REVIEW ‌ Fowler Family Radio Hour 

This chaotic family radio show finds plenty of ways to pick on Southern culture

Always Sweet, Never Sour
That’s the Fowler Family Radio Hour

Halfway through the Fowler family’s variety-show-style radio hour, Thaddeus Leonard (a Fowler-by-marriage) invites an audience member to come on stage and pick a Southern word from a bucket (“swampmeasles”) for their game show “You Down Right Guessed It.” The chosen contestant revealed to the cast that he was from Charlotte, but had visited Henley before, the family’s hometown where their show is broadcast from the Titwhistle Theater, affectionately called “The Tit.” The Fowler family cast so aptly takes on their roles that were it not for over-the-top antics like ambiguously-gay Taylor Hickok’s booty-shaking tribute to Johnny Cash, one might begin to believe the program was real. In fact, even Henley is a fictional place, hence the brief expressions of surprise from the cast when their audience member announced he’d once passed through. Asheville-based bluegrass ensemble Town Mountain performed twice during the show, adding to the program’s air of legitimacy. Trading licks between the banjo, mandolin, fiddle, and upright bass, the group showed off some serious chops while maintaining a casual feel with the audience. In the midst of talented actors portraying very real, yet “fake” talents like the elderly Essie May Leonard’s baton-twirling tribute to the Henley High Rebels football team, Town Mountain very aptly contributed to the show. Immediately after clapping and head-bobbing to quality bluegrass, Rick Thomason, the washed-up stunt motorcyclist and grandson of show emcee Calvin Coolidge Fowler, offered a film review of Back to the Future 2, a weekly segment on the show during which Thomason discusses movies he owns on VHS while Calvin and Taylor Hickok act out scenes. Thomason’s “review” frequently steers away from Marty McFly and the Doc as parts of the tale remind him of his ex-wife Katherine and a romantic birthday dinner at Olive Garden before she left him. If only he had that time machine... Although all of the characters have their charm: football-fanatic Essie May Leonard, played by N.C. native Shelby Jennings, stands out as the most believable yet over-the-top member. She invites the wife of Henley High’s football coach onto the program, and asks about her prospects of joining the team, who haven’t won in two seasons. “Look me in the eyes when you lie to me,” says Essie May, when the woman gives a line about “doing anything you set your mind to.” “Aren’t you filling my cup full of sugar?” she jokes, not too far off from an aging, slightly senile Southern woman with wit still intact. Scattered throughout the show are public service announcements and commercials advertising twine, warning of the dangers of shooting guns into the air, and a promotion for the upcoming Sausage Festival, which particularly excites cowboy-attire-clad Taylor Hickok. The idea for this show sprang from each of the six Chicago-based comedians childhoods in the South, and their parody of life in Dixie has received rave reviews in the big city on the lake. Piccolo marks their first performance of the show in the geographical area that inspired it, and judging by the laughter and general noise each time the “Applause” light lit up, us Southerners can appreciate a little pickin’ on ourselves as well.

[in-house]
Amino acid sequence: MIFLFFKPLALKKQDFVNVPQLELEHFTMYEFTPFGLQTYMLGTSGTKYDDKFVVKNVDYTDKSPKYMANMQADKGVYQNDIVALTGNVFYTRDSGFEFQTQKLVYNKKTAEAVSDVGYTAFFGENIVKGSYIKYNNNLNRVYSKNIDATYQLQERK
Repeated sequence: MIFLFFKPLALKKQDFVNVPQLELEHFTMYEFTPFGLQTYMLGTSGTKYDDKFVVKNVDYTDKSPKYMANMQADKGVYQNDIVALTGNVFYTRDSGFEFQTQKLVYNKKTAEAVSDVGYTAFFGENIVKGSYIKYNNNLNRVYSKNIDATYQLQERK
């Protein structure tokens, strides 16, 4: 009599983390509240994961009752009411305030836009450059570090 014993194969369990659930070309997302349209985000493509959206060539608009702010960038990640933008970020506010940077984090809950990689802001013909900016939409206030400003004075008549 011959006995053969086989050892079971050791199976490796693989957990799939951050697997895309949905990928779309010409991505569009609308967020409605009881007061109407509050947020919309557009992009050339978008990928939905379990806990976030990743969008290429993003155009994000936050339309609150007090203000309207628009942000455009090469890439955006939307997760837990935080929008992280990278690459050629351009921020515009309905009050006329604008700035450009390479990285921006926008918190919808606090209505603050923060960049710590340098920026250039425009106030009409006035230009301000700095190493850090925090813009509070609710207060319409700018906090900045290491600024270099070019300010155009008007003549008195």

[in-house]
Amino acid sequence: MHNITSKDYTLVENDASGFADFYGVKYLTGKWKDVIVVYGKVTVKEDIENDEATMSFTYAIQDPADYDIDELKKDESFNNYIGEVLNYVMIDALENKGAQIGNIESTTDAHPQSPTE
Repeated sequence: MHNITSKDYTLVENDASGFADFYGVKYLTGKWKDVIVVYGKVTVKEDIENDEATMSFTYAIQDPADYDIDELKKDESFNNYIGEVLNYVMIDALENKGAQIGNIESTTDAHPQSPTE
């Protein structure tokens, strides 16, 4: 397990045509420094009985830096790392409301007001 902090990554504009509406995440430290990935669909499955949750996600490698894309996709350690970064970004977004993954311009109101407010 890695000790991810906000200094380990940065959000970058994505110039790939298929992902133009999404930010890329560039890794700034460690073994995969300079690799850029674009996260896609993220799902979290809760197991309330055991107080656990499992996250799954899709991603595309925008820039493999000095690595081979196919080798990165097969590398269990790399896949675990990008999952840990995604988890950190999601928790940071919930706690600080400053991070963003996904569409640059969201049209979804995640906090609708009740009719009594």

The Fowler Family Radio Hour • Piccolo Spoleto’s Piccolo Fringe • $15 • May 27 at 5 p.m.; May 28 at 6 p.m.; May 29 at 7 p.m. • Theatre 99, 280 Meeting St. • 853-6687


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